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Wildlife rescuer hopes for better bushfire season

Victoria University teacher Greg Gordon hopes Victoria's native animals won't need him much this bushfire season.

Greg is an animal technician lecturer at VU's Werribee Campus and also volunteers as regional coordinator of Wildlife Victoria, an organisation that provides 24-hour wildlife rescue and information. He helped save dozens of kangaroos, wombats, koalas, birds and possums during the state's worst bushfires that culminated in Black Saturday a year ago.

Unfortunately, for many of them it was too late, and attempted rescues turned into mercy killing.

"By the time we were escorted in to some areas, many animals were already goners and all we could do was put them down," he said. "We saw bats and possums falling out of trees."

The Hoppers Crossing resident has been rescuing and rehabilitating native animals for years. He was recently recognised for his excellence in teaching at VU's 2009 Vice Chancellor's Staff Awards for helping the University develop one of Australia's only qualifications in wildlife rehabilitation.

The six-month TAFE course, The Husbandry and Rehabilitation of Wildlife, was developed in partnership with Wildlife Victoria. It can also be studied on-line and has been completed by people from across Australia who are involved in wildlife rescue and rehabilitation as a career or as volunteers.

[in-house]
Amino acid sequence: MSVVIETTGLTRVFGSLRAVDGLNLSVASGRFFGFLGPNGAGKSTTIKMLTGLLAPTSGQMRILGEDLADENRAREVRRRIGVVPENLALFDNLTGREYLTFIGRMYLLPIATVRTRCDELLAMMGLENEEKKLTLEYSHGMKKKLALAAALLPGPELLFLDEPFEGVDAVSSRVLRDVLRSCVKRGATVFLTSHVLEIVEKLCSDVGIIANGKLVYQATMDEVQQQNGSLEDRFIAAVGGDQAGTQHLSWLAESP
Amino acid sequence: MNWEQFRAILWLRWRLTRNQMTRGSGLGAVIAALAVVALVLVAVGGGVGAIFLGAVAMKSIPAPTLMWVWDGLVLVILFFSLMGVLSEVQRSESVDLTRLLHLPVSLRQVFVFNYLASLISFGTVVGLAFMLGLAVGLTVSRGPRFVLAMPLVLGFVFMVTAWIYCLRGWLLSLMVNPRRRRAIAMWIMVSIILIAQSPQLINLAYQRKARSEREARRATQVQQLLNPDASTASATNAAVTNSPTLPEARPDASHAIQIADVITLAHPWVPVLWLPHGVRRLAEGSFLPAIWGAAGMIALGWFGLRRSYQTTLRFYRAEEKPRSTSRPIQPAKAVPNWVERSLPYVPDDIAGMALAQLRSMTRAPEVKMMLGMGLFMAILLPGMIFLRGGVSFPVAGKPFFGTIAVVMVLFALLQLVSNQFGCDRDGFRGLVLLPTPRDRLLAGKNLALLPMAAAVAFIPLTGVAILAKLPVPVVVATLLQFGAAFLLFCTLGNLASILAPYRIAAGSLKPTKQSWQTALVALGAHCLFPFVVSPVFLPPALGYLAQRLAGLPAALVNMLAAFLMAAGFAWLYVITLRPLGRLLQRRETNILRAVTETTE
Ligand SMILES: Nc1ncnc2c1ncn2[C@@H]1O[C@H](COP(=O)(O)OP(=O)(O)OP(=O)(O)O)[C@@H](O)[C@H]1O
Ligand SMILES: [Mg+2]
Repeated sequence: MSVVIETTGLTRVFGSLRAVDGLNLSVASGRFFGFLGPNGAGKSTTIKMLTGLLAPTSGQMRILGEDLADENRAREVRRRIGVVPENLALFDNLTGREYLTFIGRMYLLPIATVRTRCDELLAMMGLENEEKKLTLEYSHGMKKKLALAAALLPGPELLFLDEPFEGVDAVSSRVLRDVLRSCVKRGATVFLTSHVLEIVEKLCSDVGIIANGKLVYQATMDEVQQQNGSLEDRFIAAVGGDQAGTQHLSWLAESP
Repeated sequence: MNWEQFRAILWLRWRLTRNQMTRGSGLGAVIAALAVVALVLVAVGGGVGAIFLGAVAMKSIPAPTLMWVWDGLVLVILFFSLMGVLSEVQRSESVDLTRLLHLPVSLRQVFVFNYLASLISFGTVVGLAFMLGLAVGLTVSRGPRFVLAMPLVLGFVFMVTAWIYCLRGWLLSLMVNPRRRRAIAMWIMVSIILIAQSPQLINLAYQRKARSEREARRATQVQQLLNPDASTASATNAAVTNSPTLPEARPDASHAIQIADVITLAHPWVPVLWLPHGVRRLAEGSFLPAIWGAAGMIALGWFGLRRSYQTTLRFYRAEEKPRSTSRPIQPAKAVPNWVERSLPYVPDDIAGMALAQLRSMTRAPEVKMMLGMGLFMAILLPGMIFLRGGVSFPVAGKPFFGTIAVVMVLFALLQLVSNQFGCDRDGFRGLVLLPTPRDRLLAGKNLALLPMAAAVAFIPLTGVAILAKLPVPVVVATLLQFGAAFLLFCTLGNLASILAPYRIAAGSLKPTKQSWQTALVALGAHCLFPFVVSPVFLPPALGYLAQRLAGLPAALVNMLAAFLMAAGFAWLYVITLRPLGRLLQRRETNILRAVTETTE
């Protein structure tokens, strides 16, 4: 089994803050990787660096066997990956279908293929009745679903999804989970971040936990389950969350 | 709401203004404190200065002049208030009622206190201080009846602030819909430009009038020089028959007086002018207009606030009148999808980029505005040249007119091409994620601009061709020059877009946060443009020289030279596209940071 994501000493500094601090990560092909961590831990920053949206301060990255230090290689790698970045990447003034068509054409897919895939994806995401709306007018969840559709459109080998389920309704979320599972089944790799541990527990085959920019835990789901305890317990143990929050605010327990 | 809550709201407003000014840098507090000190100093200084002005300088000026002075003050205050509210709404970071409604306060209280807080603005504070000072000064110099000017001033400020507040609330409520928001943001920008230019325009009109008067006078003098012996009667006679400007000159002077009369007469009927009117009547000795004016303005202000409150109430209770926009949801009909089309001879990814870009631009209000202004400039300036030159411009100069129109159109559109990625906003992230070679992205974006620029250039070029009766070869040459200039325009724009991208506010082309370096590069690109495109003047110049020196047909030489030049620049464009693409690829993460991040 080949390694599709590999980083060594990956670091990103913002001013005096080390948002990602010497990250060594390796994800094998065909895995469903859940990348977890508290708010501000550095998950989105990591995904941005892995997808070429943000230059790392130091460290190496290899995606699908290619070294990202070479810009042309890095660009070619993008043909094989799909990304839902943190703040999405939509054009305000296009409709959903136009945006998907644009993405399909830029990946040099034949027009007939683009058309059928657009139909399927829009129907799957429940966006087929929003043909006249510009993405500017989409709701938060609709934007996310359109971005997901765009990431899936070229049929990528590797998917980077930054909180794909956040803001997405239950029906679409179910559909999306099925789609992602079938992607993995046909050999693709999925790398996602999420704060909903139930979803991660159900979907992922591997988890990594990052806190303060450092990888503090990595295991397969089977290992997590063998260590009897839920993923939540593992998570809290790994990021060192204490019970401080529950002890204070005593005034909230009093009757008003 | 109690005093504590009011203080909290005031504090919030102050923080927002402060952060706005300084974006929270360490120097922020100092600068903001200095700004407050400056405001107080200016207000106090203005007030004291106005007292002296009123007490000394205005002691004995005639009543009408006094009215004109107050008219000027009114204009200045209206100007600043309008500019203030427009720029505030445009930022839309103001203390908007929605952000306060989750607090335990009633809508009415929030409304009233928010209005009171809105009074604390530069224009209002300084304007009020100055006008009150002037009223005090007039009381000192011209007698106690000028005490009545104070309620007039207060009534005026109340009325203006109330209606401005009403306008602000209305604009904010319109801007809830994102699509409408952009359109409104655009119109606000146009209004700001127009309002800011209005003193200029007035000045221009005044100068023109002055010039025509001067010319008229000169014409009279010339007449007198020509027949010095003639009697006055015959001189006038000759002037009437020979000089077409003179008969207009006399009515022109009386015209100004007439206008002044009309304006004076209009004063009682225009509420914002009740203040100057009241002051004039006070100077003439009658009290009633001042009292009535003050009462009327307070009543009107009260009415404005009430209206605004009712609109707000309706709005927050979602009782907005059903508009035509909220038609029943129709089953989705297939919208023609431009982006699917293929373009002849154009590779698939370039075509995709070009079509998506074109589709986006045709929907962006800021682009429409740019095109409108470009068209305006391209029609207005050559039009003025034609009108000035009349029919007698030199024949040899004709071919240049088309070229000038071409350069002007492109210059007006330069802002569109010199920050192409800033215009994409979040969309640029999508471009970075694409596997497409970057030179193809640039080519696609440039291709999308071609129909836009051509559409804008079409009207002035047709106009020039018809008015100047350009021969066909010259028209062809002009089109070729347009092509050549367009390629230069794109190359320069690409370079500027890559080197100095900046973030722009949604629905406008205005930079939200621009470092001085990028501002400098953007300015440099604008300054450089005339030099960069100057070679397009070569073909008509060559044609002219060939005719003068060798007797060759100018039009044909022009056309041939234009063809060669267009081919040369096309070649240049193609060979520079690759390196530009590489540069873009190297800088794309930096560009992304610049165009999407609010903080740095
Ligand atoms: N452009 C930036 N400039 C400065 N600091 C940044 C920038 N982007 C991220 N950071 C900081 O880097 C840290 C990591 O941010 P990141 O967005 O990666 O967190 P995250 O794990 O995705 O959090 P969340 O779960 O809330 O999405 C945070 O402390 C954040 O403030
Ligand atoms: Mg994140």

"We give them the basics of rescuing, handling, transporting and animal first-aid," he said. "Since the bushfires, there is a high demand for the course and we have people on the waiting list."

The course forms part of larger programs for VU's vet nurses and animal technician students.

Greg has been bitten, scratched and kicked by a variety of frightened animals over the years, but he remains passionate about helping them.

"We have an ethical responsibility to help stricken animals, especially those who are injured as a direct consequence of human development," he said.

Greg is well known in the wildlife rescue community and uses his networks in organisations such as the RSPCA, Wildlife Victoria and animal shelters to secure practical work experience for VU students.

In future, VU expects to treat more wildlife at a new vet clinic soon to open at its Werribee Campus.

Greg Gordon is available for interview.

A jpeg photo of Greg with a native lizard  is available on request

Contact: Mr. Greg Gordon, School of Sport and Science, Victoria University, Ph: (03) 9919 8113

 

Media Contact: Ann Marie Angebrandt, Media Officer

Marketing and Communications Department, Victoria University

Ph: (03) 9919 5487 or mobile: 0403 556 001

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